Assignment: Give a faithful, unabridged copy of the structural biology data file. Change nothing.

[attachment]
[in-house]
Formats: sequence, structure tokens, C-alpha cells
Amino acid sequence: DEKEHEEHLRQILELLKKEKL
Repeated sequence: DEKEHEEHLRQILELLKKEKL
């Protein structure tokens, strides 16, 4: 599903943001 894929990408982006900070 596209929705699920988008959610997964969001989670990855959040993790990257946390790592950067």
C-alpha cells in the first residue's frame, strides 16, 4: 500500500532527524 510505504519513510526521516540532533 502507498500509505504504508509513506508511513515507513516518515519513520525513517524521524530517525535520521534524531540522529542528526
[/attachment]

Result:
[in-house]
Formats: sequence, structure tokens, C-alpha cells
Amino acid sequence: DEKEHEEHLRQILELLKKEKL
Repeated sequence: DEKEHEEHLRQILELLKKEKL
């Protein structure tokens, strides 16, 4: 599903943001 894929990408982006900070 596209929705699920988008959610997964969001989670990855959040993790990257946390790592950067």
C-alpha cells in the first residue's frame, strides 16, 4: 500500500532527524 510505504519513510526521516540532533 502507498500509505504504508509513506508511513515507513516518515519513520525513517524521524530517525535520521534524531540522529542528526